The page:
Seaman Briggs’ story simply was too full of holes to hold up to much scrutiny. For one thing, he could not pin down the circumstances of his intercept of the Winds Execute message. In his interview, he said that he had worked the midnight shift from 3 to 4 December.
Such a shift would have begun late on the evening of 3 December, probably 9:00 or 10:00 PM, or even as late as midnight. It would have ended around 5:00 or 6:00 AM on the morning of 4 December. Yet a few pages later in his interview, he says that all transmissions copied by him between 5:00 AM and 1:00 PM on 4 December were missing. This statement suggests that he worked sixteen straight hours across two shifts. Now, it was not unusual for navy intercept operators to work two eight-hour shifts in one day, but they were separated by a break of eight hours.156 In fact, Briggs was working eight-hour shifts at Cheltenham, according to the log he supplied Toland.
Interestingly, for someone who claimed to have copied such an important message, he could recall no details of it. He could not explain at what time he copied the Execute code phrase, how long the transmission was, what station (callsign) sent it, or what frequency he heard it on. Briggs tried to claim that the station was transmitting somewhere between 13 and 15 Megahertz (MHz). Yet this is not near Safford’s claimed frequency of 11 MHz and quite far from the 9 MHz on which the FCC heard the actual broadcast.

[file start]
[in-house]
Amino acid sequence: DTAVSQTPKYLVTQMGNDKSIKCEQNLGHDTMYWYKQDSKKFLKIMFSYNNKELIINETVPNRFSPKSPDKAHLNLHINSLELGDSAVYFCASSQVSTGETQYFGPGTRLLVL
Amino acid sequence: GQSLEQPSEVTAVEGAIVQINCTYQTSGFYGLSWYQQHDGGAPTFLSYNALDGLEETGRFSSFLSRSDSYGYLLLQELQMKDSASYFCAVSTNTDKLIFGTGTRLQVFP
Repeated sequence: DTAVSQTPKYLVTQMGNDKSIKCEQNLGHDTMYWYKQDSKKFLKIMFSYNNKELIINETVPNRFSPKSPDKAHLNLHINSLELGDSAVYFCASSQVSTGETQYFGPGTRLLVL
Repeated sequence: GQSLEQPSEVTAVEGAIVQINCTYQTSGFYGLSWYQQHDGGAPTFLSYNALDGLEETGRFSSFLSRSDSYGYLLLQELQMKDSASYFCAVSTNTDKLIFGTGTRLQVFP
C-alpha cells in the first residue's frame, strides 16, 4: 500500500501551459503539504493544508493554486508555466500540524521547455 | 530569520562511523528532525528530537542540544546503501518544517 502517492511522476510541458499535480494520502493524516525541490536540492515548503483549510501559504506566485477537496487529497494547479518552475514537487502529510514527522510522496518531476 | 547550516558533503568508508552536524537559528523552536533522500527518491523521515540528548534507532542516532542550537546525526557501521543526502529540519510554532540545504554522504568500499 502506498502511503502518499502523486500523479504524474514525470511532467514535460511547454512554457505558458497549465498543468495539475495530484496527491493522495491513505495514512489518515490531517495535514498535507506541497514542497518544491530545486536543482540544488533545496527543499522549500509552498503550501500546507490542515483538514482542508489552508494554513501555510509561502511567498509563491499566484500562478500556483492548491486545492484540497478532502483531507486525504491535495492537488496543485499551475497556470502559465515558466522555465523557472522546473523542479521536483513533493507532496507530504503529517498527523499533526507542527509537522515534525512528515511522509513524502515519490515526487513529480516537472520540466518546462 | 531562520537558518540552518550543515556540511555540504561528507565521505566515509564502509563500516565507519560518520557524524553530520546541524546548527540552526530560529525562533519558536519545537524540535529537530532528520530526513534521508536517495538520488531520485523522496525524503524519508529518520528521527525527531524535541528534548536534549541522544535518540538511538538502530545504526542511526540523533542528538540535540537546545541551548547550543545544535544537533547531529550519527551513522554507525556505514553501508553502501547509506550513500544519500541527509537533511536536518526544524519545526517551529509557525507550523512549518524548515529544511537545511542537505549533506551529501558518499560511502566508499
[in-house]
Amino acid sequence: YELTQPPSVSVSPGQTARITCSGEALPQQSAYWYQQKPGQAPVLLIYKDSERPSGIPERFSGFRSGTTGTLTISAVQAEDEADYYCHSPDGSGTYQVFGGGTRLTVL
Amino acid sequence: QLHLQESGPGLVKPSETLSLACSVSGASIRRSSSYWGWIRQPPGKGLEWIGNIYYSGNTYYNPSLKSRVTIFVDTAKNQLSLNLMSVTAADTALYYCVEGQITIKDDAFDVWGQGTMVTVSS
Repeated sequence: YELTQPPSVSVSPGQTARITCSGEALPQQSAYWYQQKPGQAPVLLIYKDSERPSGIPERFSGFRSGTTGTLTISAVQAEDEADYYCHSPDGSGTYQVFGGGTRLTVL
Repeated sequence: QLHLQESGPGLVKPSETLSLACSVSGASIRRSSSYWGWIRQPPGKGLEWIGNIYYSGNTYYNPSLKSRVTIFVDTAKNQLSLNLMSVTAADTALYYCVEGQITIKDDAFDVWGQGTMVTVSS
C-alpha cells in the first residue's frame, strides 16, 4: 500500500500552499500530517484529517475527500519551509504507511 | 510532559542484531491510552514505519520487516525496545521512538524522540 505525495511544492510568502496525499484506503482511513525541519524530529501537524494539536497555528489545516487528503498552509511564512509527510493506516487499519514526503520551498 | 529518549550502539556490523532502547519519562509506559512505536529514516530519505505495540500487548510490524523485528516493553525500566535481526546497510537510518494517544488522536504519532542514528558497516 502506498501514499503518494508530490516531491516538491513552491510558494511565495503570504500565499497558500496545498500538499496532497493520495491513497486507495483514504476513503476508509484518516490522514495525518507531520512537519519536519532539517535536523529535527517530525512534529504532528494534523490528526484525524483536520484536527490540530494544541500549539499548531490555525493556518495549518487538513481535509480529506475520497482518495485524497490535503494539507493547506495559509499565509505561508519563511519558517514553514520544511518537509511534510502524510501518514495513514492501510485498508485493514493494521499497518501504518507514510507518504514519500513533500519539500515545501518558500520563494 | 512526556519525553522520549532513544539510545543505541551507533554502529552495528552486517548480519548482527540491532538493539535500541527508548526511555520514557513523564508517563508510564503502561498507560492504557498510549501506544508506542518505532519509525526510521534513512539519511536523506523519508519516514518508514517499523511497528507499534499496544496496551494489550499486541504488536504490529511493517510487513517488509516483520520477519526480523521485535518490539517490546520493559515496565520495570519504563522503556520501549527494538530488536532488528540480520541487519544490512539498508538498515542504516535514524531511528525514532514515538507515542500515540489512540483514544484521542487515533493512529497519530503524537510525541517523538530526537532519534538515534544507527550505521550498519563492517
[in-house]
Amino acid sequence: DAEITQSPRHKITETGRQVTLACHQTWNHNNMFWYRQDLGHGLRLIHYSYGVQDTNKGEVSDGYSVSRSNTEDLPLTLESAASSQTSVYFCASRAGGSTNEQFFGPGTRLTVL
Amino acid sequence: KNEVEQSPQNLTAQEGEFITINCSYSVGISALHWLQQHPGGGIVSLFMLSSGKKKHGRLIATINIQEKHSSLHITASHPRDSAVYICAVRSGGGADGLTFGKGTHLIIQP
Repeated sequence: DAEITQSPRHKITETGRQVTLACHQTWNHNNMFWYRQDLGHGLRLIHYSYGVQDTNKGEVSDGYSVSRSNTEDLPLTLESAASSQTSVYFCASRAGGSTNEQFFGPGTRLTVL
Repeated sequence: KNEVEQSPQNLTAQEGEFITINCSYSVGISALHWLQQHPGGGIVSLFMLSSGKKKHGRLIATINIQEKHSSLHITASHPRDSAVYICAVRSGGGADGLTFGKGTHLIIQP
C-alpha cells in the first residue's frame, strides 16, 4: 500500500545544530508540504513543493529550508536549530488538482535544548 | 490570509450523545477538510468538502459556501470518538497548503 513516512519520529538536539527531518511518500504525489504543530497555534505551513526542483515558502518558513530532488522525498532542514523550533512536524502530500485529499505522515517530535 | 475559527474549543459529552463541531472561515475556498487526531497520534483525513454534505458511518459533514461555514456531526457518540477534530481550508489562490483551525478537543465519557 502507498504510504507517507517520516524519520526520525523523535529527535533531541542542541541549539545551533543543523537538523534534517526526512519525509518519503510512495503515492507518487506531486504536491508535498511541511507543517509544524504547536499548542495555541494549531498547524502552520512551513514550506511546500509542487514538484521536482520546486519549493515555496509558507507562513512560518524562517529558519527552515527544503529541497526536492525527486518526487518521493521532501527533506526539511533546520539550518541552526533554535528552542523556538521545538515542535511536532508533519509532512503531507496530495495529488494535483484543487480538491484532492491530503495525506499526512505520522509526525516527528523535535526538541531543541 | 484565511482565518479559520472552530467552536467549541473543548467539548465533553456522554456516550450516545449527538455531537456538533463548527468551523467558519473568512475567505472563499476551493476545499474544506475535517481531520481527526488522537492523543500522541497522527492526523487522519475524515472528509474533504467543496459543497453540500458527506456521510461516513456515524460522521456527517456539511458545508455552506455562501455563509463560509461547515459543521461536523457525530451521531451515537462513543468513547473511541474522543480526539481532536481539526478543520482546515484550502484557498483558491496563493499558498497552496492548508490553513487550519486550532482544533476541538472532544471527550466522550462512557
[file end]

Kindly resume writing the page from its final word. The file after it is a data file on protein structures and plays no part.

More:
Briggs did say he heard the weather broadcast on what he called the “Orange” weather BAMS broadcast. BAMS was an acronym for the Broadcast to Allied Merchant Ships, a broadcast message system intended for all Allied merchant ships. What he really meant to describe what he was monitoring was the MAM. The MAM was a term U.S. Navy operators used to describe the Japanese merchant ship broadcast, which was similar in some ways to the “BAMS” system. One of the distinguishing characteristics of the Japanese system was that the trigraph “MAM” was used often as the general callsign for all Japanese merchant ships. The MAM system was a worldwide broadcast for Japanese merchant ships, which carried encrypted traffic, as well as shipping information such as notice to mariners and weather reports. There may have even been regular transmission of short news programs in Morse sent to the ships.
However, Briggs’ intercept story is contradicted by the Winds instruction messages. The code phrases and words were to be sent in a strict format. If they were to be sent in Morse, they would appear on the overseas commercial news broadcasts and only as a single word sent five times at the beginning and end of the broadcast. If the code phrases, such as HIGASHI NO KAZAME, were to be used, they would appear only in the voice broadcast. Most importantly, there was no provision in the instructions for transmission over the merchant shipping broadcast.
Source: Center for Cryptologic History National Security Agency, 2008
Robert J. Hanyok and David P. Mowry